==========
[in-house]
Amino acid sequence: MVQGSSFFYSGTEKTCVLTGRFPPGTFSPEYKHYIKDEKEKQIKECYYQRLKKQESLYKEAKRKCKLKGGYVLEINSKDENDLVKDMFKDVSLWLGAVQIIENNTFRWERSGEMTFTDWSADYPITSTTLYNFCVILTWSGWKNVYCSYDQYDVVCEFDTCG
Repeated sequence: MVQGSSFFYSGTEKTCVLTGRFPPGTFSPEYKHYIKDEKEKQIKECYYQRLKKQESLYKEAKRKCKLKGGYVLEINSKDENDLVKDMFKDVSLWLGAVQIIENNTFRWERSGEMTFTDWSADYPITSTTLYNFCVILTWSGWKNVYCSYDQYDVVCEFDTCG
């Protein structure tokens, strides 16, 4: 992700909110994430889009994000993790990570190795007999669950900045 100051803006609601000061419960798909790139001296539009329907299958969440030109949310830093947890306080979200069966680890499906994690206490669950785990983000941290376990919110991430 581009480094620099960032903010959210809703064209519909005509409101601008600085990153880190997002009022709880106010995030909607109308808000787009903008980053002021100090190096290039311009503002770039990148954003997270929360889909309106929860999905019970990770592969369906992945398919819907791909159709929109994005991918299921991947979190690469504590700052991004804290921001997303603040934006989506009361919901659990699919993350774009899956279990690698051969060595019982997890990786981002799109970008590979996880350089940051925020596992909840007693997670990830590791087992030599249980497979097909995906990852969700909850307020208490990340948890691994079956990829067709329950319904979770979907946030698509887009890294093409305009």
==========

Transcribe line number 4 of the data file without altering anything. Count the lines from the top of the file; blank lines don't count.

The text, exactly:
């Protein structure tokens, strides 16, 4: 992700909110994430889009994000993790990570190795007999669950900045 100051803006609601000061419960798909790139001296539009329907299958969440030109949310830093947890306080979200069966680890499906994690206490669950785990983000941290376990919110991430 581009480094620099960032903010959210809703064209519909005509409101601008600085990153880190997002009022709880106010995030909607109308808000787009903008980053002021100090190096290039311009503002770039990148954003997270929360889909309106929860999905019970990770592969369906992945398919819907791909159709929109994005991918299921991947979190690469504590700052991004804290921001997303603040934006989506009361919901659990699919993350774009899956279990690698051969060595019982997890990786981002799109970008590979996880350089940051925020596992909840007693997670990830590791087992030599249980497979097909995906990852969700909850307020208490990340948890691994079956990829067709329950319904979770979907946030698509887009890294093409305009």